Ilex crenata Love your garden in winter Evergreens Green Fingered Blog
Ilex crenata

Thuja occidentalis

Thuja occidentalis "Teddy" is a dwarf conifer that I've more or less shaped into a ball, growing with several other clipped evergreens in a section of my garden. It can't be clipped too tightly I've found, because it has a tendency to put on fluffy new growth that detracts from the intended shape. But these fluffy bits do hold the frost very delicately and are worth venturing out in the cold for a closer look. 

Thuja occidentalis Love your garden in winter Evergreens Green Fingered Blog

If there's something in your garden that looks especially good on a frosty morning, do let me know.



My Random Musings

12 comments:

  1. Lovely photos. I often get up at the crack of dawn (or earlier thanks to my feline alarm clock) with the intention of photographing frosted plants but, for some reason, it just doesn't happen here. I think once, in nearly 30 years, I've got a photo of frost on a bay bush. There must be some weird climatic reason I suppose.

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    1. Cold air supposedly sinks downhill, so if you have a slope and the lower end of your garden is relatively open, that might explain it. If not, I don't know. We are quite sheleterd here in a small valley, which gives some protection but I think when it is cold enough for us to get frost it tends to hang around, its quite shady in winter.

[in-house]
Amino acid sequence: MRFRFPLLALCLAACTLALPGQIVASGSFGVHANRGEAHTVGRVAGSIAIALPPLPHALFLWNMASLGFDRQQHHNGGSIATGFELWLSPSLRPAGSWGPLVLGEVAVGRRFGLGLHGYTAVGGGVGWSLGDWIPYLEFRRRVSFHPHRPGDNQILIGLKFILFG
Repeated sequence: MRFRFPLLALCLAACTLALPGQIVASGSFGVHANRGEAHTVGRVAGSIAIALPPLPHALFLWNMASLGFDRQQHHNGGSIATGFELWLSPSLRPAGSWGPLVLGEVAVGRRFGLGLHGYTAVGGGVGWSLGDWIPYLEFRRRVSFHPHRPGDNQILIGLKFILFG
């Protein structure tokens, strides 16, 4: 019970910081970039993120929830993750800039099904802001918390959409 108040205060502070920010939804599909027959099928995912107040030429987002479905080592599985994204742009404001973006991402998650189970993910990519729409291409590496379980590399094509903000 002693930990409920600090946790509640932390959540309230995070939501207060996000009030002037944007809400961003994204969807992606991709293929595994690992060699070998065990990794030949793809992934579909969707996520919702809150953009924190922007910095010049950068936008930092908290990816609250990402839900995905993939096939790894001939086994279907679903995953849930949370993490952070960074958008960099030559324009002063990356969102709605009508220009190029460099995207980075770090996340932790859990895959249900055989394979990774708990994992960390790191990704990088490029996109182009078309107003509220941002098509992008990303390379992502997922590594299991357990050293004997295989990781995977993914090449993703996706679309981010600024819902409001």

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  2. Very nice pictures ! I didn't know that I could grow my hebe outside ... Is it especially for this variety? Mine is now still in pot and protected in winter because of frost. Good to know it can resist (a little)

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    1. Most Hebes are hardy I believe, unless they only stock the hardy ones in garden centres over here! The varieties I have certainly survive easily. I have had trouble keeping the little cushion type "Green Globe" going through the winter but i'm sure that's more due to the wet than the cold.

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  3. Frost looks good on just about anything, but in my garden, I'd say it looks best on my creeping thyme. Great photos, as always.

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    1. Thanks. Thyme is a good suggestion. I would have it in my garden but it never does that well, it doesn't seem to tolerate the wet winters at all. I tend to have it pots in summer, just so I can add it to whatever's cooking :)

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  4. Replies
    1. Yes it seems like winter is finally returning for a short stint, before we can fully embrace spring.

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  5. Love a every green shrub they really help and of course grass is lovely in the winter. we have Viburnum Tinus and the little flowers over winter have been a joy #bloggerclubuk

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    1. Hi. Yes we need some green to get us through winter, but ironically, it all looks rather nice when turned slightly grey by the frost! I love the viburnums too, and am in a running battle with viburnum beetles to keep them looking good!

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  6. Greenery around the house certainly is stunning in the frost! We have had a very frosty winter this year and I've enjoyed how beautiful everything looks! Thanks for joining us at #BloggerClubUK

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    1. We haven't had that many frosts, it just keeps raining! But it makes it more special for being less frequent I think. A few weeks of rain and I'm longing for a crisp dry icy morning, but don't necessarily want to be freezing every day for months on end :)